A BMW assembly plant. BMW SA said dealership "consolidation is the name of the game".Photo: Bloomberg
JOHANNESBURG - BMW South Africa has embarked on a process to consolidate its vehicle dealership network, largely in an attempt to reduce high inventory costs.

Tim Abbott, the managing director of BMW SA, confirmed the company commenced with such a process, but stressed it was not aimed at reducing the number of distribution points.

“We had 54 dealers and today we are at 52. Two have closed,” he said.

Abbott said the two dealerships closures were related to rebalancing their dealer network, because of the decline in BMW SA’s domestic new vehicle sales last year to below 20000 units last year from about 25000 in 2016.

He said consolidation was “the name of the game”, adding KwaZulu-Natal, for instance, had seven separate dealership owners when he arrived in South Africa to take up the position of managing director of the company and today there were two.

Abbott said this meant a lot of back-of-house logistics and accounting could be reduced.

He said the model going forward was “hub and spoke”, with the major operation in Durban and the South Coast, Pietermaritzburg, Newcastle and Pinetown the “spokes”.

“The car industry is very highly geared and it takes a lot of cash. We therefore have to reduce inventory costs and you can do that by consolidating owners. “We had more than 40 owners and it will be down to 22, so we have almost halved ownership. The truth of the matter is that if you look at one of our competitors, they are now going for a direct sales model,” he said.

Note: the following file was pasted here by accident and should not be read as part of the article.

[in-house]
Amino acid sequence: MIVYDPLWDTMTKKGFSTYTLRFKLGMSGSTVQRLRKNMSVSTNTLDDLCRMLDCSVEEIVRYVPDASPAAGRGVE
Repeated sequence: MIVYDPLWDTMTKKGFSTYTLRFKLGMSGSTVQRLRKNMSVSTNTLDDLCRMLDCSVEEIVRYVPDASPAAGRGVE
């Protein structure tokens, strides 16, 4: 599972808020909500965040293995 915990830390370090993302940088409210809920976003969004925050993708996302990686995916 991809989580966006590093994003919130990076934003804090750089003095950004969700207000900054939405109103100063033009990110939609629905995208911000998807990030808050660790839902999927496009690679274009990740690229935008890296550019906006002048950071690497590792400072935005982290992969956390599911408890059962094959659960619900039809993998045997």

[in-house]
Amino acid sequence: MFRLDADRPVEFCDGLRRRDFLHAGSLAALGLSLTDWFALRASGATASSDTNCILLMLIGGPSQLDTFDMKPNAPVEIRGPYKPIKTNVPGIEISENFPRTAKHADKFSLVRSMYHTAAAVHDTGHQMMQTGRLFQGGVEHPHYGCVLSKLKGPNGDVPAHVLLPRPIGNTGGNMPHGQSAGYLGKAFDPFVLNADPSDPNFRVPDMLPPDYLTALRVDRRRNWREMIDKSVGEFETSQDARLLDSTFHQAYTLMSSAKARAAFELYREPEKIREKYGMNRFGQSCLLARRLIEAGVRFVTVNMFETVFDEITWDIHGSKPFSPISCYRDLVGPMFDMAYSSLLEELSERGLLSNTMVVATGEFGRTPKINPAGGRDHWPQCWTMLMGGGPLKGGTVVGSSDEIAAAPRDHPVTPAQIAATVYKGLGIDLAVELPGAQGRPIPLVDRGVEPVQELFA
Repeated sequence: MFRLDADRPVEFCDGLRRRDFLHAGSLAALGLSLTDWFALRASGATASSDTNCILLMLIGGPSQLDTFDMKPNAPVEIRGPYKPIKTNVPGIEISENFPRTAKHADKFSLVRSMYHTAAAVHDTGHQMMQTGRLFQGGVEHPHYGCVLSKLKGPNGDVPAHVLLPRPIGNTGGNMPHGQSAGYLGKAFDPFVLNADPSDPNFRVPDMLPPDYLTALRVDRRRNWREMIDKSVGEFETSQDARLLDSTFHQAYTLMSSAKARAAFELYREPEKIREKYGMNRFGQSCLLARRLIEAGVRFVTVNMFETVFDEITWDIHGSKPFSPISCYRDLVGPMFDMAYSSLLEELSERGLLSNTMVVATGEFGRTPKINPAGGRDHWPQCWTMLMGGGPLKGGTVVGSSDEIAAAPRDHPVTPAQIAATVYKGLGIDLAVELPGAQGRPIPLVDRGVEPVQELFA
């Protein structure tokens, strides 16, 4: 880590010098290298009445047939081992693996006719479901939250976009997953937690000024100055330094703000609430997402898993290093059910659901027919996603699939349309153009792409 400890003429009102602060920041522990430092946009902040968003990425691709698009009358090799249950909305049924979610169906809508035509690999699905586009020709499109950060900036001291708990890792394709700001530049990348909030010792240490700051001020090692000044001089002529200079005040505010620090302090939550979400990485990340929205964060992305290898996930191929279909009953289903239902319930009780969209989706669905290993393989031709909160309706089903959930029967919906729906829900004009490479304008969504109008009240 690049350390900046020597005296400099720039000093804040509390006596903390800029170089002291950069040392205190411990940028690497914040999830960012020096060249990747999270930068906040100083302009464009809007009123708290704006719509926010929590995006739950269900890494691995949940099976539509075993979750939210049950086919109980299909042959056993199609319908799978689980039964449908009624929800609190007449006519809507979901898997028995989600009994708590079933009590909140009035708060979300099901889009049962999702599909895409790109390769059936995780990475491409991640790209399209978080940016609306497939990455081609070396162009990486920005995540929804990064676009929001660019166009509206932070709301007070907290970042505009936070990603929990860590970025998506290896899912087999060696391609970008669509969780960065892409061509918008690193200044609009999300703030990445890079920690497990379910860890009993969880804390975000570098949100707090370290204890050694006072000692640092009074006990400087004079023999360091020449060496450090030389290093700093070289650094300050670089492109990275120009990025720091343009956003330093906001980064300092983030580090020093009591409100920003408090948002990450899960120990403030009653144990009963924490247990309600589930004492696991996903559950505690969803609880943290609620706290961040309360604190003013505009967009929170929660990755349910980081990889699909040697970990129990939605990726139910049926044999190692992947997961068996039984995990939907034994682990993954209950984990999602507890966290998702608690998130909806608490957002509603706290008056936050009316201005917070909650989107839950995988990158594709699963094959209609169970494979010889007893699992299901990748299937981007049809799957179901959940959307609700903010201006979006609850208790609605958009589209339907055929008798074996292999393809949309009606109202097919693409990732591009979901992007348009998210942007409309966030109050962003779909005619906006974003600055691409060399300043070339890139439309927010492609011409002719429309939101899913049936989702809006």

Abbott said BMW SA still had independent dealers, adding some of its most successful dealership groups were privately owned groups rather than multinationals like Bidvest. Examples of this were its two dealership groups in KwaZulu-Natal, the Supertech Group and SMG.

However, Abbott said they had to have a blend between privately owned and multinational company owned dealerships. He said all the big dealer group had a rental arm, which was extremely important in the industry in terms of mobility.

Abbott said in certain areas BMW SA could have only a single owner, because the business model worked, but if another adjoining dealership became available for sale for whatever reason, they would not introduce a new partner, but probably merge that dealership with existing dealership partner.

He said although there had been a slight decline in the number of BMW dealerships countrywide, BMW SA had increased its Mini, M Series representation and BMW i electric vehicle sub brand.

“That has obviously brought (additional) employment to the dealerships,” Abbott said.

BMW SA’s plant in Rosslyn in Pretoria will from April commence with the production of the BMW X3 following the investment of more than R6billion in the plant after producing the BMW 3-Series for many year.

The BMW X3 produced in the Rosslyn plant will be exported largely to Europe, with Germany, the UK, France and Spain the big export markets.